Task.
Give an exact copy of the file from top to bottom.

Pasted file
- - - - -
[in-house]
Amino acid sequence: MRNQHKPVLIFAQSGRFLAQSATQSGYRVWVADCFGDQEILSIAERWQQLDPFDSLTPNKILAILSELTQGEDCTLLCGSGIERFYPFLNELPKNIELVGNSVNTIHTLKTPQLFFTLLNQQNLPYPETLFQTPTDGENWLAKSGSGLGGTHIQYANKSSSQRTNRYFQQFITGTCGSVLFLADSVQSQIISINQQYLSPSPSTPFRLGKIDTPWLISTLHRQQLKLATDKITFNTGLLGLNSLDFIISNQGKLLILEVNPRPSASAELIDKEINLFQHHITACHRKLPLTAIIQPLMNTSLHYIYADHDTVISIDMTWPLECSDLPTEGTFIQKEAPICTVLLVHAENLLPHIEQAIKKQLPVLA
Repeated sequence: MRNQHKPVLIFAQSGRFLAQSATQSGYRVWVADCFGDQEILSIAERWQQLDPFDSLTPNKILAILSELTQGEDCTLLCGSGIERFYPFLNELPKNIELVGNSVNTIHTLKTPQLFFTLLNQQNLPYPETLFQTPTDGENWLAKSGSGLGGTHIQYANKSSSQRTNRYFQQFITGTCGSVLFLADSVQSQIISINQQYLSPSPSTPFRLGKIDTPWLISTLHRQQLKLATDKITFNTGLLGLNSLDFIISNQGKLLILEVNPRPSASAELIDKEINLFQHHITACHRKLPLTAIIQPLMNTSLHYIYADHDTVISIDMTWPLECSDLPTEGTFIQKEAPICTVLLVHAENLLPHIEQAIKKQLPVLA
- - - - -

[in-house]
Amino acid sequence: MRNQHKPVLIFAQSGRFLAQSATQSGYRVWVADCFGDQEILSIAERWQQLDPFDSLTPNKILAILSELTQGEDCTLLCGSGIERFYPFLNELPKNIELVGNSVNTIHTLKTPQLFFTLLNQQNLPYPETLFQTPTDGENWLAKSGSGLGGTHIQYANKSSSQRTNRYFQQFITGTCGSVLFLADSVQSQIISINQQYLSPSPSTPFRLGKIDTPWLISTLHRQQLKLATDKITFNTGLLGLNSLDFIISNQGKLLILEVNPRPSASAELIDKEINLFQHHITACHRKLPLTAIIQPLMNTSLHYIYADHDTVISIDMTWPLECSDLPTEGTFIQKEAPICTVLLVHAENLLPHIEQAIKKQLPVLA
Repeated sequence: MRNQHKPVLIFAQSGRFLAQSATQSGYRVWVADCFGDQEILSIAERWQQLDPFDSLTPNKILAILSELTQGEDCTLLCGSGIERFYPFLNELPKNIELVGNSVNTIHTLKTPQLFFTLLNQQNLPYPETLFQTPTDGENWLAKSGSGLGGTHIQYANKSSSQRTNRYFQQFITGTCGSVLFLADSVQSQIISINQQYLSPSPSTPFRLGKIDTPWLISTLHRQQLKLATDKITFNTGLLGLNSLDFIISNQGKLLILEVNPRPSASAELIDKEINLFQHHITACHRKLPLTAIIQPLMNTSLHYIYADHDTVISIDMTWPLECSDLPTEGTFIQKEAPICTVLLVHAENLLPHIEQAIKKQLPVLA